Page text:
A few weeks ago, I wrote about our Texas Wineaux group, a group of wine lovers who have gathered together to taste wines, eat great food and generally have a great time.  When I received the invitation from Malai, I knew that this group would so enjoy the experience.

Our line-up looked a little like this.

The White Flight:

  • 2014 Selby Sauvignon Blanc
  • 2014 Chateau Routas Rose
  • 2012 Les Vignes d’Alexandre Chateauneuf-du-Pape
  • 2014 Kessler “R” Riesling

We paired these with Vietnamese meatballs, Ahi Tuna tartare, crab curry spicy dip and coconut soup.  The Selby and the tuna tartare as well as the coconut soup were fantastic pairings.  The Chateau Routas and the spicy crab dip was amazing.  While we all agreed the Kessler Riesling was a great match, it was the safer choice of all of the other wines.

The Red Flight:

  • 2006 Chateau Compassant Bordeaux
  • 2014 Bodegas Filon Granacha
  • 2011 Renwood Old Vine Zinfandel
  • 2012 Bell Syrah

We paired this with a number of dishes including the Iron Pot Green Curry Chicken, the Snapper special and the Drunken Noodles.  The Chateau Compassant Bordeaux was the clear winner with both the curry and the snapper dishes.

Malai Kitchen continues to be an affordable, well concepted and fantastic bright spot in Dallas’ dining scene run by one of the nicest couples out there.  And for those of you who live closer to Southlake, you will soon have a Malai Kitchen to call your own as well.  Try the coconut cream pie – it is worth breaking your New Year’s Resolution.


Ruth’s Chris Downtown Opening: A Food and Wine Experience

It all began with instant message on Twitter. 

My neighbor who has the boutique distributor with labels like Scarlett has put together a wine dinner with the new Ruth’s Chris downtown just for our little group. He will be providing the wine and Ruth’s Chris the food. Anyone interested? @erikj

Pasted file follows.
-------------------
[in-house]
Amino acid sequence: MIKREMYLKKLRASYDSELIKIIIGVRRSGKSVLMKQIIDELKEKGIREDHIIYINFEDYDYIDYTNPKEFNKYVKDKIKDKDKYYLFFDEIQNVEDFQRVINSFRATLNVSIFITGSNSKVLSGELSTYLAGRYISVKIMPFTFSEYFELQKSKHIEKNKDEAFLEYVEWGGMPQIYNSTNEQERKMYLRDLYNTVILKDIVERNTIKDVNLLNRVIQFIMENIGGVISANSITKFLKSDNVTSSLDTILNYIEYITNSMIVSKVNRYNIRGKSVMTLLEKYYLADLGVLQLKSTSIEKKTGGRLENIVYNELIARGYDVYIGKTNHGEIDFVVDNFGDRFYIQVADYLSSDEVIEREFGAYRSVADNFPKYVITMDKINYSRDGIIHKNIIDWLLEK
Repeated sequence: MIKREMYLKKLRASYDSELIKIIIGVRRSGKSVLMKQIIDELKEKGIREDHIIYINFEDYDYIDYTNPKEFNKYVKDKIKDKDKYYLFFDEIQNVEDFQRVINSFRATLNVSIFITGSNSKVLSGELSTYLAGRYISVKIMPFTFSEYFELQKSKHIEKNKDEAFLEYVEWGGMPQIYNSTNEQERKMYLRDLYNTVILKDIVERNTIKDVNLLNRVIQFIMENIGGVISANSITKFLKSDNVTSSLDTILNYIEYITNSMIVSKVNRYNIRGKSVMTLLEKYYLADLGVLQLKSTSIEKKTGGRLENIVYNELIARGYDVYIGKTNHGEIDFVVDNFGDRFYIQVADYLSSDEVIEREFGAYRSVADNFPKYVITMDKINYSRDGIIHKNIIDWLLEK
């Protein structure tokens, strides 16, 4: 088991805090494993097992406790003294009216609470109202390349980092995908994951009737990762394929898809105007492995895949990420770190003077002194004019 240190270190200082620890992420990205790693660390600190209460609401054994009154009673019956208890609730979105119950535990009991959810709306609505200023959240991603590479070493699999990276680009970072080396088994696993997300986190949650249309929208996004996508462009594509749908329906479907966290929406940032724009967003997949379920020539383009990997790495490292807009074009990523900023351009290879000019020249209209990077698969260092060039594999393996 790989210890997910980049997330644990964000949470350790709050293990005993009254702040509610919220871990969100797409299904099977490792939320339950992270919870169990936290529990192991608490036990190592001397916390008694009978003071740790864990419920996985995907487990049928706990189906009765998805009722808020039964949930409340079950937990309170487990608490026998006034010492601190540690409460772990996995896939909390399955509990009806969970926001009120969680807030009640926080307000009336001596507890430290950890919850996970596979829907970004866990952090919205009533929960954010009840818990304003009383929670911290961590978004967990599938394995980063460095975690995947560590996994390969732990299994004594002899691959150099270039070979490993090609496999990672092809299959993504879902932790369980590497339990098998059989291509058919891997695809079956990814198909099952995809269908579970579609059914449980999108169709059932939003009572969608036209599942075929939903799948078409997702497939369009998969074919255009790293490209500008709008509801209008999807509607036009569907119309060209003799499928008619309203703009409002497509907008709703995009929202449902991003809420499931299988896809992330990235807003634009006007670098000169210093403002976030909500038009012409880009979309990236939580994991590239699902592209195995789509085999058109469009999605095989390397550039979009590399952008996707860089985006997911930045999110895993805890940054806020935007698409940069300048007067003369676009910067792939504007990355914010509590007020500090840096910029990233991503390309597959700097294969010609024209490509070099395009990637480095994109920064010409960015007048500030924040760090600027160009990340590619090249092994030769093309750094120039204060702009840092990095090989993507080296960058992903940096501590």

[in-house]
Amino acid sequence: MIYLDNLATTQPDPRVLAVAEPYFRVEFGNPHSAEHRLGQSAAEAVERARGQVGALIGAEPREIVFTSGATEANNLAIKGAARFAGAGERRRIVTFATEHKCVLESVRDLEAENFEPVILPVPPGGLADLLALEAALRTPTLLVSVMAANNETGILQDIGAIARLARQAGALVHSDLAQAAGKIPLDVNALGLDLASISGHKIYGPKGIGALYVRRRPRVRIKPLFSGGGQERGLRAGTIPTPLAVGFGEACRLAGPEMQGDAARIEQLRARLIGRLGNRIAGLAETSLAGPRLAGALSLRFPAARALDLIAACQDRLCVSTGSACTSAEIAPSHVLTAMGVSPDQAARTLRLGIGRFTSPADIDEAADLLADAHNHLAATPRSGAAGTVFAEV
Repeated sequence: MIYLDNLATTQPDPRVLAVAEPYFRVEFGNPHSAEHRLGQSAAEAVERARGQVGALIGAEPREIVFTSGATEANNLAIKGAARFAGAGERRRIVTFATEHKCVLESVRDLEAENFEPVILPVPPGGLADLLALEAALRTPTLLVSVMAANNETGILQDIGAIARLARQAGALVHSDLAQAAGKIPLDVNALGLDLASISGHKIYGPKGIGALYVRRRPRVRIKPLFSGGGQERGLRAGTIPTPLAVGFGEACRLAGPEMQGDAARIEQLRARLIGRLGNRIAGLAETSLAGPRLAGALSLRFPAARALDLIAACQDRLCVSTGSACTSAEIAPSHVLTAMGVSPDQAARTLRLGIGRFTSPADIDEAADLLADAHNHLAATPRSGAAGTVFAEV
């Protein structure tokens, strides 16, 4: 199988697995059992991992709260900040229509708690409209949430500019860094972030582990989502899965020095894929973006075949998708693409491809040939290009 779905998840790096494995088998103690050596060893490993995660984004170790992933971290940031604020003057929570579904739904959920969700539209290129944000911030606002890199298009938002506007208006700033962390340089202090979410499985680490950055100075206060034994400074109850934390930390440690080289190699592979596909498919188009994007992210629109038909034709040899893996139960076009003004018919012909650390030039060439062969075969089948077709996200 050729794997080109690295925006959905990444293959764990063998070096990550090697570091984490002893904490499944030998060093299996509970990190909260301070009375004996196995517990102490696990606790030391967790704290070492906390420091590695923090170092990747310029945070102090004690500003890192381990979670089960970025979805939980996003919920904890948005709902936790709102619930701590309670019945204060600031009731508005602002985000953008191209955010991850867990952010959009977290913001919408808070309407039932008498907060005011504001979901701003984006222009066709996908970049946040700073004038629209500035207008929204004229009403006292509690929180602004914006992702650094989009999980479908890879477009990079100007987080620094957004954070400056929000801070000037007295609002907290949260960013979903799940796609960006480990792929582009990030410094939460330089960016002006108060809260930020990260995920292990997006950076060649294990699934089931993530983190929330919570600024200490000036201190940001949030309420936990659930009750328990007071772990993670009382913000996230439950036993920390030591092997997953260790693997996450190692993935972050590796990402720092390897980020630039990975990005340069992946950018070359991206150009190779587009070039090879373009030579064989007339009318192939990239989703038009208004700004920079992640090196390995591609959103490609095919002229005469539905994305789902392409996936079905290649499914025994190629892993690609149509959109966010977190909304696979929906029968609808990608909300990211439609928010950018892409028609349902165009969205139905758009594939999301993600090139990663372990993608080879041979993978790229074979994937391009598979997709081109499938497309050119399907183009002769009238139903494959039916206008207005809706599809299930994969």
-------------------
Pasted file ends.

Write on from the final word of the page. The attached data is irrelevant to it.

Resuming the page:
Photo Credit: Asher Swan, Swan Photography

First, what? There’s a new Ruth’s Chris in uptown … like four blocks from my office?  Second … why don’t I know more about Redoux, a distributor focusing on boutique California wines?  Then you throw in this group of amazing Dallas wine lovers and the answer was an emphatic yes!

Photo Credit: Asher Swan, Swan Photography

I haven’t been to a Ruth’s Chris in years.  Based on the wine pairing dinner I was served, along with the attentive service of Alan Schulz Jr. and his passionate staff, I have been missing out.  We started with a five-course menu that was lovingly paired with wines by Samuel Rickords, the co-owner of Redoux.   Samuel had his own special story to share about Ruth’s Chris and how he took his future wife there on their first date.  He walked in without a reservation and the dining room was packed.  Yet the hostess sensed a special night and found room for them at the bar.  That night evolved into a marriage and three children.

I didn’t know there were 150 Ruth’s Chris restaurants in 13 countries (there are two in the Dallas area).  What you need to know is about the happy hour aptly named “Sizzle, Swizzle and Swirl.”  It features $8 wines and bites from 4:30-6:30 pm from Sunday to Friday. 

Here was our wine and food line-up (note several of these are on the happy hour menu).  Unless otherwise noted, all photos are from the very talented Asher Swan of Swan Photography.

  • 2013 Sojourn Chardonnay paired with Spicy Crispy Lobster

Photo Credit: Asher Swan, Swan Photography

  • 2013 Burt Street Cellars Pinot Noir with Saffron Veal Ravioli

  • 2012 Rubica Red Blend with New Orleans BBQ Shrimp

Photo Credit: Asher Swan, Swan Photography

  • 2007 Rust Ridge Cabernet with Tenderloin Skewer Salad

  • 2008 Robledo Cabernet Lake County with Chocolate Turtle Cheesecake and Dark Chocolate Bark

Then as a surprise, Samuel opened a 2013 Scarlett Cabernet Sauvignon, which topped off the perfect end to the perfect evening.